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Yoga For All: Can a Sequence of Exercises be Copyrighted?

Published onFeb 04, 2013
Yoga For All: Can a Sequence of Exercises be Copyrighted?

“Yoga should be for everyone.” That’s what Yoga to the People’s founder, Greg Gumucio, believes and the federal courts seem to agree with him. As a student of Bikram Choudhury, Gumucio, the millionaire fonder of Bikram Yoga, regularly practiced a 26-pose hot yoga sequence that Choudhury had arranged. Hot yoga consists of doing yoga in a room heated to 105°. The poses themselves were all thousands of years old, yet Choudhury had his particular sequence copyrighted, arguing that the arrangement was his own intellectual property.

Bikram hot yoga classes cost approximately $25 per class and anyone wishing to open an Bikram Yoga studio must have Choudhury’s permission and take a $7,000 yoga course with him. In 2006, Gumucio left Bikram Yoga to open his own affordable hot yoga studio, Yoga to the People. Gumucio charges only $8 per hot yoga class and offers room temperature yoga classes charging only optional donations. Gumucio incorporated the same 26-pose sequence he practiced at Bikram Yoga, and Choudhury sued for copyright infringement. So is a yoga sequence a copyrightable expression of intellectual property? The Federal Circuit thinks not.

A fundamental principle of copyright law is that you cannot gain intellectual property rights in an idea, but you can copyright the fixed expression of that idea. Additionally, the Federal Copyright Act specifically states that compilations are copyrightable material. The definition section found in 17 U.S.C. 101 defines “compilation” as: “a work formed by the collection and assembling of preexisting materials or of data that are selected, coordinated, or arranged in such a way that the resulting work as a whole constitutes an original work of authorship.” The fact that the poses used in the Bikram yoga sequence have existed for thousands of years does not make the sequence uncopyrightable.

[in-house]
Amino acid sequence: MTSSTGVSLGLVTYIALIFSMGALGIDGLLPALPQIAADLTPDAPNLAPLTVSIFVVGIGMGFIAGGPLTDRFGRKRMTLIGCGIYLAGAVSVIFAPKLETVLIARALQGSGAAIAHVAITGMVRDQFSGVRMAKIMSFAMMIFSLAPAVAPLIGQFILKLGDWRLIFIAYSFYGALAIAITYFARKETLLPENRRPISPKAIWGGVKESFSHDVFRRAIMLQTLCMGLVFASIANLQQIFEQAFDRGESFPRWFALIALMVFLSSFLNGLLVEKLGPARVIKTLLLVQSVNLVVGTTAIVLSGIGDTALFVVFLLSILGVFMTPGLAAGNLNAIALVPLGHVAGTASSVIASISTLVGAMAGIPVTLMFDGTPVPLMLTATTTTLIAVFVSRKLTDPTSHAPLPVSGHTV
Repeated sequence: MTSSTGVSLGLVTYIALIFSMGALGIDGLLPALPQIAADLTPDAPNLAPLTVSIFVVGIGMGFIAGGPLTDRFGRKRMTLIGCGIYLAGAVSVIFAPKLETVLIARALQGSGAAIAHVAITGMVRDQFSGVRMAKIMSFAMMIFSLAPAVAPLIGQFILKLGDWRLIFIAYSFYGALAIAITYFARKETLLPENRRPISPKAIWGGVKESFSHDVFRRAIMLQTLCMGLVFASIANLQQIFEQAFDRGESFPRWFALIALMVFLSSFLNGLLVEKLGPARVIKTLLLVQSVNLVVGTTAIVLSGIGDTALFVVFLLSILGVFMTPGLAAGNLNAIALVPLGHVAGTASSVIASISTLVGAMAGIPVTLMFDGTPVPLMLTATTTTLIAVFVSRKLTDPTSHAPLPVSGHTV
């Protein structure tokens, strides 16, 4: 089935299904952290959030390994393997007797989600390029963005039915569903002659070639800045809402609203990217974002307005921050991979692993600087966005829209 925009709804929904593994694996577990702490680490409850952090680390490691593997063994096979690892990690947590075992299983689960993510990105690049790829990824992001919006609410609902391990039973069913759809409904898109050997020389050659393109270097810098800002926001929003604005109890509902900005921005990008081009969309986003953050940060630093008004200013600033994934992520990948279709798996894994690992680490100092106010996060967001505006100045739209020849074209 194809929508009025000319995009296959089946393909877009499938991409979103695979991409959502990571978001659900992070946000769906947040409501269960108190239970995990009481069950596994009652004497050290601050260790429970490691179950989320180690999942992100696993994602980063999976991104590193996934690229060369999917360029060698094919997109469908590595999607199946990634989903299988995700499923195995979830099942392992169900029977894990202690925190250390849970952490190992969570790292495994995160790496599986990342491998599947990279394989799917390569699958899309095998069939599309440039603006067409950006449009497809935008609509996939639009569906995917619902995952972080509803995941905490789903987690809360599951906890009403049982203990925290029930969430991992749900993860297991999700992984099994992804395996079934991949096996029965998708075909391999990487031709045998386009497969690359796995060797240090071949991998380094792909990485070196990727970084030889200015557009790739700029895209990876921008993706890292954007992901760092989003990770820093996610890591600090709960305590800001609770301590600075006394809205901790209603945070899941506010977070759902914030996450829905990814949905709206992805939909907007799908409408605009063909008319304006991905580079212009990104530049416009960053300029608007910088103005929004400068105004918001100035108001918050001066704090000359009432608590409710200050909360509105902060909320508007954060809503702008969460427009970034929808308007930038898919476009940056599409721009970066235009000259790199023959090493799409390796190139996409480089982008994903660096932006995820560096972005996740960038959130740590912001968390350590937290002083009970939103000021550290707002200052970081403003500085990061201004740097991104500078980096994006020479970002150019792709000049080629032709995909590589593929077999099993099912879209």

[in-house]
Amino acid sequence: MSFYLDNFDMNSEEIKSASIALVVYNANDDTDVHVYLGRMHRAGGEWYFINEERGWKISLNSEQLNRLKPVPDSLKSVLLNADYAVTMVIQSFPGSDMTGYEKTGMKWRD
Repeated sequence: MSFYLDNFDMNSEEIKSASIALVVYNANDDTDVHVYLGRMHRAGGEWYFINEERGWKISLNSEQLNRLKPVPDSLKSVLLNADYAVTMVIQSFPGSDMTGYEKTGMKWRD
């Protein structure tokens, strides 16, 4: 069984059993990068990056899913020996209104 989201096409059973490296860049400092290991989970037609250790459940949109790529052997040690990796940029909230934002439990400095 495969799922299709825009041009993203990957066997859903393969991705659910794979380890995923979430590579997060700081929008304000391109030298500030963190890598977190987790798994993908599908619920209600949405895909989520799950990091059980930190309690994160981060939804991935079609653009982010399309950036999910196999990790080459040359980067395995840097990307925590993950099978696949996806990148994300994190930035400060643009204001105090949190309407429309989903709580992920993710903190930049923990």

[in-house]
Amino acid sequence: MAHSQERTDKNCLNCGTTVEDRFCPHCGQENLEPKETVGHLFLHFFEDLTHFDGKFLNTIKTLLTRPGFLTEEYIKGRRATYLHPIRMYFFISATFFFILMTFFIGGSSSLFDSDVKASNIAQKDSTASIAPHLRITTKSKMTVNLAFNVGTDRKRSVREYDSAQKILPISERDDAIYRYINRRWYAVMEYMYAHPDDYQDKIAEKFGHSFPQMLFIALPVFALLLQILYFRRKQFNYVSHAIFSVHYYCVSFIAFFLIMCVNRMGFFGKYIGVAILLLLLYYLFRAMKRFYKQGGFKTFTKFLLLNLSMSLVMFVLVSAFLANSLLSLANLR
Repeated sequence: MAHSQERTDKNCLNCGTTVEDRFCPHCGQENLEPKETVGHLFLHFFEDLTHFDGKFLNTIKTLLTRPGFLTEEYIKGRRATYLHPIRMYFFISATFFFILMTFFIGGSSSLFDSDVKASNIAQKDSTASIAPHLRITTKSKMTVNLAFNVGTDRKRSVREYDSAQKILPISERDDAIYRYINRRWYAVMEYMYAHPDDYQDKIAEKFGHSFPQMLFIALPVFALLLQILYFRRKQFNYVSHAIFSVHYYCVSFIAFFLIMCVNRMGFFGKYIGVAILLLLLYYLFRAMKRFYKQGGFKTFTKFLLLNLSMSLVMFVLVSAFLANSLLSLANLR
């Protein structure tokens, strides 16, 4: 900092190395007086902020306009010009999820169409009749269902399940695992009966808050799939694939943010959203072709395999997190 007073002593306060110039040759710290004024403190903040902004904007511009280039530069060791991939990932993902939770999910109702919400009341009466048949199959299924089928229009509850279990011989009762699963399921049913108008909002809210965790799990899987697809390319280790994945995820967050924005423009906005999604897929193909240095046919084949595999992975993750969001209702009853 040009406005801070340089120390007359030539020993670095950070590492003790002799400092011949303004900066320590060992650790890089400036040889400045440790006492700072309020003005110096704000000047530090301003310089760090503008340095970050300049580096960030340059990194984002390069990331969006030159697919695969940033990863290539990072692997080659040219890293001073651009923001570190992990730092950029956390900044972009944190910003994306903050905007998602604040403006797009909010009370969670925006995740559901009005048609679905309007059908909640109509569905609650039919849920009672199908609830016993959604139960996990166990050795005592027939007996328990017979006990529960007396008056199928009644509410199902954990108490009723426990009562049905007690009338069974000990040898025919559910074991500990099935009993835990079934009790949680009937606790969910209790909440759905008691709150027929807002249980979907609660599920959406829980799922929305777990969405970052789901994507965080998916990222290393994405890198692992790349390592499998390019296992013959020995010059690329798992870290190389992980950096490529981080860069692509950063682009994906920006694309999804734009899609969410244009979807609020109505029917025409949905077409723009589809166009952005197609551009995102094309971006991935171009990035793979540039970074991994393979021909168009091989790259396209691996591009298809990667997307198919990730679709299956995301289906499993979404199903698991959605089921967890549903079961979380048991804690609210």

Choudhury claims his yoga pose sequence is an original work as a whole and deserving of copyright protection, but the Copyright Office disagrees. According to the Copyright Office, “a selection, coordination, or arrangement of functional physical movements such as sports movements, exercises, and other ordinary motor activities alone” is insufficient to warrant copyright protection. In addition, if a selection, coordination, or arrangement of exercise movements, such as a compilation of yoga poses, is said to improve one’s physical or mental condition, then it may be precluded from registration as being a functional system. A film, picture, or fixed description of an exercise routine may be copyrightable, but the copyright would not extend to the actual movements themselves.

On December 14, 2012, a federal court denied Choudhury’s request for copyright enforcement and ruled that a sequence of yoga poses is not subject to copyright protection; thus, its creator cannot maintain any infringement claims against people who teach the poses.

Despite the court’s ruling which would allow Yoga to the People to continue using the Bikram sequence, Gumucio says he will discontinue using the Bikram sequence and begin teaching a new sequence of poses called “fire” that will incorporate many of the Bikram poses but add some different poses as well. On February 15, 2013 Yoga to the People will unveil its new yoga sequence to all.

* Rebeca Echevarria is a second year law student at Wake Forest University School of Law. She has a Bachelor of Arts in Politics, International Relations, and Biomedical Ethics from Mount Holyoke College. Upon graduation in May 2014, Miss Echevarria intends to practice Intellectual Property and Biotechnology law.

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